Hollywood seems to be in a slump. Box Office Mojo says this past Memorial Day Weekend was the lowest-grossing in nine years and that overall business was down 14 percent from last year. Meanwhile, studios like MGM Studios are stalling on major projects The Hobbit and the James Bond franchise. NPR's Steve Inskeep caught up with reporter Kim Masters to talk about this recent turn of events. Their edited conversation:
So what is stopping The Hobbit from getting done?
The Hobbit is a joint effort between Warner Brothers and MGM. And MGM is a very troubled studio and has been for some time, but it's in crisis now. There are creditors who are owed a great deal of money. They're trying to sell it. And there are no buyers. Things are in a funk in Hollywood. And so, The Hobbit is in limbo.
This is something that's got a guaranteed built-in audience. You can assume that it's going to make tons of money. Why wouldn't creditors line up to loan money for something like that?
It's not just The Hobbit. [The studio wants] to sell this property… And the studio has been just languishing. It has no money… Its last movie that it released was Hot Tub Time Machine…. They had Guillermo del Toro, this wonderful director who did Pan's Labyrinth and seemed like a great guy. He had of course, Peter Jackson, who did The Lord of the Rings trilogy. He was blessed by Peter Jackson to do the two Hobbit movies actually. And then he had to back out. Why? Because it's in limbo and if… all of these creditors that are owed money and are controlling the fate of MGM decide to go into bankruptcy, then a company like Time Warner that invested in The Hobbit can find that it is completely out of luck – that it had lost its investment while this company is stuck in bankruptcy. So it's held The Hobbit up indefinitely.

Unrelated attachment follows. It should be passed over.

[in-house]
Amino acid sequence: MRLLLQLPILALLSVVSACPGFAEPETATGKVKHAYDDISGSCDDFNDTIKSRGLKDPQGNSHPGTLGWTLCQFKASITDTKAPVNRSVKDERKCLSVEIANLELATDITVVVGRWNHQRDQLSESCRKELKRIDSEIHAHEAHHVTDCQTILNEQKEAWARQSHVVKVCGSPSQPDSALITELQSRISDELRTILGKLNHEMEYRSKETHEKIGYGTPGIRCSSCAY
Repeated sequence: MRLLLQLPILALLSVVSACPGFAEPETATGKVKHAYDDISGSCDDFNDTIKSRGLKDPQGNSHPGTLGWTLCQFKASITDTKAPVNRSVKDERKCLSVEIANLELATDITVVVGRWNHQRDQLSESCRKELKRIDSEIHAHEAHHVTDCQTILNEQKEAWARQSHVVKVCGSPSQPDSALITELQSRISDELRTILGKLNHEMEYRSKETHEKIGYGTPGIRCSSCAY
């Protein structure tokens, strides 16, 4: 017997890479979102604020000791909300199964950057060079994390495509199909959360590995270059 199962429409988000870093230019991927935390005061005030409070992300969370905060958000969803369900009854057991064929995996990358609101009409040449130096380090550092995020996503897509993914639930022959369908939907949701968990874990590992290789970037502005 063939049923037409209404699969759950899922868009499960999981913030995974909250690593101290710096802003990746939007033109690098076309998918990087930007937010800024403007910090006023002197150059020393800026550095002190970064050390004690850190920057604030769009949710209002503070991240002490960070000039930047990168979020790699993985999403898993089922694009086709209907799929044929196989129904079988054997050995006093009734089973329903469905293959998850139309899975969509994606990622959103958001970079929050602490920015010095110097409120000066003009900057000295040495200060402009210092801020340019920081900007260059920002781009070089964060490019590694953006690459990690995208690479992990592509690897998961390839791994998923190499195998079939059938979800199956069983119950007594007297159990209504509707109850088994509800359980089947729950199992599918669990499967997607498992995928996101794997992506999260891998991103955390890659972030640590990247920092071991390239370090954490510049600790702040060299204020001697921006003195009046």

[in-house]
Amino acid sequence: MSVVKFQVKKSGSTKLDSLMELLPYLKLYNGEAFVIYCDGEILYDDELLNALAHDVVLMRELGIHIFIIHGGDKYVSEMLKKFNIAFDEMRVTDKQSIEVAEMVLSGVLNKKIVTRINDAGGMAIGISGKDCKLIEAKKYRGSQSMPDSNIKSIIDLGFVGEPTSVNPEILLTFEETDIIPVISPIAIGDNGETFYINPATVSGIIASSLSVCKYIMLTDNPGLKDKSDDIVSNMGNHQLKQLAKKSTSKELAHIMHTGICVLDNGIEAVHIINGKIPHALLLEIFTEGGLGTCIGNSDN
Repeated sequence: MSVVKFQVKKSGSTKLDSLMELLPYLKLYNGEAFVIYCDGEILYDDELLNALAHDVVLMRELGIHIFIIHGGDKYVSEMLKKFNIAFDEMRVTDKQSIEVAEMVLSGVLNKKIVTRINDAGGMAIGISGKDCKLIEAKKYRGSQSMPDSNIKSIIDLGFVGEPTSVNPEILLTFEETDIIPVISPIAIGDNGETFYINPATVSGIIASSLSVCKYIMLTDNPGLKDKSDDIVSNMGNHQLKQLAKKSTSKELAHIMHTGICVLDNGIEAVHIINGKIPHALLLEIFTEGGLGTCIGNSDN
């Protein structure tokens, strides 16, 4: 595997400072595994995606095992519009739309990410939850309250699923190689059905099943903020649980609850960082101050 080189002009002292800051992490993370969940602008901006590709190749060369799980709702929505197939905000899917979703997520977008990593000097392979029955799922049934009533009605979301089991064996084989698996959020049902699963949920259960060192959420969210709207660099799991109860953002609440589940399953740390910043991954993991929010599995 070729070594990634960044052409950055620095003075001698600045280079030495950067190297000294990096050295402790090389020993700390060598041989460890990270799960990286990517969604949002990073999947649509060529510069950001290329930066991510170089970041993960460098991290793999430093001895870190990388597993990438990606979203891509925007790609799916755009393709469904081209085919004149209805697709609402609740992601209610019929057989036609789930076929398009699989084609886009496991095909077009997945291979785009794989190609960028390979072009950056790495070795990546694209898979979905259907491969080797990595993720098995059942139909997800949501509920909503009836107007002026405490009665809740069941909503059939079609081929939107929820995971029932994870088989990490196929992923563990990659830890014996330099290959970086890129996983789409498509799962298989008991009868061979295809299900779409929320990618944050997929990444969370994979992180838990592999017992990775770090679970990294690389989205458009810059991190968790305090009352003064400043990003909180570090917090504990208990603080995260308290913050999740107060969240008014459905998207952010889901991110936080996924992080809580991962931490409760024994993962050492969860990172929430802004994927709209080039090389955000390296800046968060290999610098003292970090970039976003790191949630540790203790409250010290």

And also, the latest 007 movie.
What would seem to be one of the surest thing in the movie business, Bond… James Bond, that would have been Bond 23. Talk about a franchise. But again the Broccoli family — which controls Bond — they don't want to go forward with the Bond movie and then find that there's a bankruptcy and this thing is bollixed up in a bankruptcy for an indefinite period. So all of this stuff is now on hold. And it's a symptom of what's wrong with Hollywood… There's another issue relating to this MGM sale, which is DVDs are not selling. There's all this uncertainty about how you're going to watch movies and who's going to pay for it… are you going to watch it in your house, is it going to be streamed, are you going to get it for a dollar out of Redbox? So the library value is questionable, and that holds up the MGM sale, and therefore everything is on hold.
Kim Masters hosts The Business on member station KCRW and is editor-at-large for The Hollywood Reporter.